CSTC works closely with a Legislative Advocate to keep an eye on important bills that would affect taxpayers and small business owners. Please view the bills below that CSTC is currently monitoring:

 BILLS RELATING TO, OR OF INTEREST TO, THE TAX PROFESSION

AB 37 (Jones-Sawyer) Personal income taxes: deductions: business expenses: commercial cannabis activity.
Clarifies that the federal disallowance of tax expenditures regarding the illegal sale of drugs does not apply under state Personal Income Tax for businesses engaged in licensed cannabis activities.
Status: Passed the legislature; to the Governor on September 12

AB 133 (Quirk-Silva) Property tax postponement
Modifies the existing $35,500 income eligibility threshold for the Property Tax Postponement Program by making it the greater of either $45,000 or the definition of “low income” for a two-person household.
Status: Passed the legislature; to the Governor on September 18

AB 136 (Quirk-Silva) Personal Income Tax Law: deductions: charitable contributions.
Prohibits taxpayers found guilty in the recent college admissions scandal from benefiting from illegal income tax charitable contribution or business expense deductions.
Status: Passed the legislature; to the Governor on September 11

AB 308 (Muratsuchi). Taxation: corporations: minimum franchise tax: limited liability companies
Reinstates, until tax year 2028, the minimum franchise tax and the annual tax exemption for a limited liability company or corporation solely owned by a deployed member of the Armed Forces.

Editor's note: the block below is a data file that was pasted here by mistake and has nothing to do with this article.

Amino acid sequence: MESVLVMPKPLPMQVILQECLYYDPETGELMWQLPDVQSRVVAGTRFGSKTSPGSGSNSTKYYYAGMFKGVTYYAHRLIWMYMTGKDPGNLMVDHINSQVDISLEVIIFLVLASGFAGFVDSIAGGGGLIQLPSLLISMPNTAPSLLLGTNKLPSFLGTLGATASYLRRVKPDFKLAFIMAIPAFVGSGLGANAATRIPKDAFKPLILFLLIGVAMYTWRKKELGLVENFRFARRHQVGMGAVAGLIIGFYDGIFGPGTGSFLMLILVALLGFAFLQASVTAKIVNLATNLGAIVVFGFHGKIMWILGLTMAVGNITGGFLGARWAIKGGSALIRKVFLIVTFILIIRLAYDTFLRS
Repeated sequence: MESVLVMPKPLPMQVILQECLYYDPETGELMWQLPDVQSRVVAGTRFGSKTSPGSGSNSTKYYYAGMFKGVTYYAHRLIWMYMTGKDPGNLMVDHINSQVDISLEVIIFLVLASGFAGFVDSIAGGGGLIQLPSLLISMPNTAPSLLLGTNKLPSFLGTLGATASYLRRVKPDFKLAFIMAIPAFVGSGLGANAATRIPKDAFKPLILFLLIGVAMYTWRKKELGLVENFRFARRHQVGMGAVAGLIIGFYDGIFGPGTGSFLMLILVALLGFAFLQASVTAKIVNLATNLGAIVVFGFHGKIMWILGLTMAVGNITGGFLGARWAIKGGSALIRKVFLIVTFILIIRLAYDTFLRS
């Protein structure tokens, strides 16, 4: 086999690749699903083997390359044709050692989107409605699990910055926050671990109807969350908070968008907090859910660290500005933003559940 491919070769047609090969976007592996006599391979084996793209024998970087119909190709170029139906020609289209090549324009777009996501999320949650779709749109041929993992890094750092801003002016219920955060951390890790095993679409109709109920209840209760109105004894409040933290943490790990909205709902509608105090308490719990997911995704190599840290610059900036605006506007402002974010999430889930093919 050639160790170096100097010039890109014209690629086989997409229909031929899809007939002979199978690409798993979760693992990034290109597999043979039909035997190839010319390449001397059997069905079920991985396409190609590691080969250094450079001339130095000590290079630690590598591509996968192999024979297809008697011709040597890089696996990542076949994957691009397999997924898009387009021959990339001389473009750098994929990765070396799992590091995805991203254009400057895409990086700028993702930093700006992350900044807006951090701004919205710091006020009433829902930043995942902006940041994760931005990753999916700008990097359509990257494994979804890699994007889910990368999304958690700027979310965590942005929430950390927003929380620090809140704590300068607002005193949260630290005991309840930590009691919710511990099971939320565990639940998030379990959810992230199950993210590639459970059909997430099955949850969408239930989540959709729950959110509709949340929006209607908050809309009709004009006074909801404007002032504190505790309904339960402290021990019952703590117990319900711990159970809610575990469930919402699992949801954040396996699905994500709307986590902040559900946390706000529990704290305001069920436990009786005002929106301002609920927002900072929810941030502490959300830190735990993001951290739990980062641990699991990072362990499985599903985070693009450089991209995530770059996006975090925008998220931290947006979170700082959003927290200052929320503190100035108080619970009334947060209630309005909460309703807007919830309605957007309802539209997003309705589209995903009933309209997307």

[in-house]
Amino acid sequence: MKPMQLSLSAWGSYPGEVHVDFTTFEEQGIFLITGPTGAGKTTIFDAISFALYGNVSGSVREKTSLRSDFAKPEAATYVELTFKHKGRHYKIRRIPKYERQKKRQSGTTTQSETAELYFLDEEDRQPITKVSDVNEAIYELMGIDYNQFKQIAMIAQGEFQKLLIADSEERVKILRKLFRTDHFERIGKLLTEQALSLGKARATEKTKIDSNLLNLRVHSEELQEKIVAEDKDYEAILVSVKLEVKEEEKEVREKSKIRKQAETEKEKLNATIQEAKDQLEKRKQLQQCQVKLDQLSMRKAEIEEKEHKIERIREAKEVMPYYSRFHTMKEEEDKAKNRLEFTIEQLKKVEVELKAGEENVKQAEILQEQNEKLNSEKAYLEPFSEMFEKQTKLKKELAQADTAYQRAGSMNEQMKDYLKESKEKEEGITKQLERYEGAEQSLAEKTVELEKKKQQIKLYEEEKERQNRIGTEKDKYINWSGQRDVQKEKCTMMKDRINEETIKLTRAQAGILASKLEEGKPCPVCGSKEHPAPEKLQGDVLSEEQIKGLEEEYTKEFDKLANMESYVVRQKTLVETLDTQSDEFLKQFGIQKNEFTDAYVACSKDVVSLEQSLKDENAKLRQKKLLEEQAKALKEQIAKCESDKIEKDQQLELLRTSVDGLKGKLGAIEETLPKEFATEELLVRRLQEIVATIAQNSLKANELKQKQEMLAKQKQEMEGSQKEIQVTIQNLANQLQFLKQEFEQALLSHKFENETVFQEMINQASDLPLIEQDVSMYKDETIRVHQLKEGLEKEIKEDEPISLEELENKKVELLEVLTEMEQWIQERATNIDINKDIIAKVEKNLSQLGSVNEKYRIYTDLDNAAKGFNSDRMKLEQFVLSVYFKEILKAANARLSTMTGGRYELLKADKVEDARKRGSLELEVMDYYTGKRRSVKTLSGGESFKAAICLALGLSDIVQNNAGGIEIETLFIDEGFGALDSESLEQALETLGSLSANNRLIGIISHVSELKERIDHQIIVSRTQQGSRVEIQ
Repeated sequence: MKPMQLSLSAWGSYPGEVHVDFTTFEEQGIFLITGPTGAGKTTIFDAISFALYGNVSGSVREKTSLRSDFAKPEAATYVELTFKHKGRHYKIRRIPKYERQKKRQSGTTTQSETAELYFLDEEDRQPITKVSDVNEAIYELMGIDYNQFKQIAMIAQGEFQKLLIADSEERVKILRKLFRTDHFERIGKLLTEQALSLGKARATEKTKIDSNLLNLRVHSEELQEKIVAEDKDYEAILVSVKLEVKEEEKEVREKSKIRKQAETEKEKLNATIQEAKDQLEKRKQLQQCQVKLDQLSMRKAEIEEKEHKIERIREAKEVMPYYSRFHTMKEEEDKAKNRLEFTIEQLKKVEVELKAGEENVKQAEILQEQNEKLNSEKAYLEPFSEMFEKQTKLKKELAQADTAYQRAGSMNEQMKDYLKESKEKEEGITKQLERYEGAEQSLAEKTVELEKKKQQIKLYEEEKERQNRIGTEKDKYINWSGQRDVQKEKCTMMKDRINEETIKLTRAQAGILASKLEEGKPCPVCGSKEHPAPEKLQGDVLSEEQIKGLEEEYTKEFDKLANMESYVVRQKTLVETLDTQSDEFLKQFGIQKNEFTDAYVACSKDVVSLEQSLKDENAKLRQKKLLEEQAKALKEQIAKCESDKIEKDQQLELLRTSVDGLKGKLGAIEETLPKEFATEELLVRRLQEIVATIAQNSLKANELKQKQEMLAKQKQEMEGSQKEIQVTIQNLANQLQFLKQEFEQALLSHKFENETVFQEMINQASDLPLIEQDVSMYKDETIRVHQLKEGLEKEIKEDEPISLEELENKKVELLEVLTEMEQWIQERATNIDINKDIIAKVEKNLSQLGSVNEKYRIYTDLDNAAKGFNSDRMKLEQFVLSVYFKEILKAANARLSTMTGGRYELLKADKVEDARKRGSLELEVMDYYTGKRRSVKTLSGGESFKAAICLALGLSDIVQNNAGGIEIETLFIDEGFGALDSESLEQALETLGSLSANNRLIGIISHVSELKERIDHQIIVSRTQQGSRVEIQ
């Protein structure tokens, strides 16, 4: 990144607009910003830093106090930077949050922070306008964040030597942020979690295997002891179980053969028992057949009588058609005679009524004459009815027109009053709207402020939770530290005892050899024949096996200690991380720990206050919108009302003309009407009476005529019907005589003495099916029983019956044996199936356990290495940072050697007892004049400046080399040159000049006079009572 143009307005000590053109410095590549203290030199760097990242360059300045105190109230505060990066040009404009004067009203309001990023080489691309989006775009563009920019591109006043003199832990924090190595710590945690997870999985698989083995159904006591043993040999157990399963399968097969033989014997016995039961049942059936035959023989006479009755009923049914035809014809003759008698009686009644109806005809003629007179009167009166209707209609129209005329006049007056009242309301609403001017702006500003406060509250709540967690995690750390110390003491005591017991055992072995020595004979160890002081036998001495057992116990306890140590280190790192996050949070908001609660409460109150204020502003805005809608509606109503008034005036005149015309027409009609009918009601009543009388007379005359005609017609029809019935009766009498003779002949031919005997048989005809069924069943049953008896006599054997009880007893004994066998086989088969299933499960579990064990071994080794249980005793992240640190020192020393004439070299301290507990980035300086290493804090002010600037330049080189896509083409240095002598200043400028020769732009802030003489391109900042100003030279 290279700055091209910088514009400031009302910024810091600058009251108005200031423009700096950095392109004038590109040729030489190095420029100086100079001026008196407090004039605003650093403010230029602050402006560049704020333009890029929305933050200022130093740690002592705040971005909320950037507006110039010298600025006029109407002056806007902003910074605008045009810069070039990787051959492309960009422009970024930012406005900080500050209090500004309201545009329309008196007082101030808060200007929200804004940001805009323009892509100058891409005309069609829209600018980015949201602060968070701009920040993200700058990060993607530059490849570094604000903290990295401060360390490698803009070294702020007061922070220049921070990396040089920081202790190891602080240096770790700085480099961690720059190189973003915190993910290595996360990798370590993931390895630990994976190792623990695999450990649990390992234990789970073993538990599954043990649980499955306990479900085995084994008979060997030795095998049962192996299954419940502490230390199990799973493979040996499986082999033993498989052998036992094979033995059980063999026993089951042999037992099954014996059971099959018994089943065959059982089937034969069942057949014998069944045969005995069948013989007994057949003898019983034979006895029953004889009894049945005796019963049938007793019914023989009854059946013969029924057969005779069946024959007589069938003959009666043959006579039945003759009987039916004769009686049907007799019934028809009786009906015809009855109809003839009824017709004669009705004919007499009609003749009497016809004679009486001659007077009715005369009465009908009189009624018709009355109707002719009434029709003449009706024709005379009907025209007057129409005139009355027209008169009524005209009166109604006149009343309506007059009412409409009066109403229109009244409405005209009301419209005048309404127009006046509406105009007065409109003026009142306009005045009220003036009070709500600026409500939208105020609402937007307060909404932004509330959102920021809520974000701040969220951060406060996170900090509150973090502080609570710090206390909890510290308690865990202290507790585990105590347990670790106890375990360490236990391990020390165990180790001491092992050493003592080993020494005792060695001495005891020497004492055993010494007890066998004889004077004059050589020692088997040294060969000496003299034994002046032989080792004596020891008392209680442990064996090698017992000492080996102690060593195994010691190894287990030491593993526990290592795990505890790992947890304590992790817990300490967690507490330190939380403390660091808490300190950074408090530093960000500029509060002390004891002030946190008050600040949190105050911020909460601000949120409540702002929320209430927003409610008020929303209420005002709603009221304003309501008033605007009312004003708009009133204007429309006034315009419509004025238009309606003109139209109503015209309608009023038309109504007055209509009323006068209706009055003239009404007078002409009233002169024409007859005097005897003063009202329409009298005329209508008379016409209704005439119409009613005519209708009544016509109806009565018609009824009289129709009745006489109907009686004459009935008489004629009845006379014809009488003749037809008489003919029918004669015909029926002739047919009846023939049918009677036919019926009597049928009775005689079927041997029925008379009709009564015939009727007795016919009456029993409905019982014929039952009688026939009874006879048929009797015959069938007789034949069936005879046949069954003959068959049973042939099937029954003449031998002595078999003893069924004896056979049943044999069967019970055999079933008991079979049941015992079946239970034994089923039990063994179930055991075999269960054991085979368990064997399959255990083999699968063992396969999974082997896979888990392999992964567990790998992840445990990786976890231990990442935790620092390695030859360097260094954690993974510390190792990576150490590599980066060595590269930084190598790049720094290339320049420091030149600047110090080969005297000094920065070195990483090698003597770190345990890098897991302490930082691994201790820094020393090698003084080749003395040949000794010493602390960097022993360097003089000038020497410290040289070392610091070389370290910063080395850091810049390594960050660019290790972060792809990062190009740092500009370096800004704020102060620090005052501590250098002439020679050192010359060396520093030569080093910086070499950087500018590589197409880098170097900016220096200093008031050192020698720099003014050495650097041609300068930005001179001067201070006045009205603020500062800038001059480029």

Status: Passed the legislature; to the Governor on September 23

AB 357 (Nazarian). Taxation: tax liability: collections Provides that for each tax liability due and payable for a particular taxable year, the date upon which the 20-year statute of limitation period commences is the date that the tax liability was first assessed.
Status: Passed the legislature; to the Governor on September 18

AB 1181 (Limón). Charitable organizations
Beginning January 1, 2021, this bill requires a charitable organization receiving a noncash pharmaceutical drug, nonprescription drug, medication, medical device, or medical supply contribution with donor restrictions such that it cannot be used in the United States, to value that contribution using the fair value of the end recipient market or a reasonable estimate if the market value cannot be ascertained following a reasonable inquiry. This bill also prohibits in the planning, conduct, or execution of any solicitation or charitable sales promotion the reporting of noncash contributions in its audited financial statements, reports filed with the California Attorney General AG, or solicitation materials, in a way that is misleading or likely to cause confusion.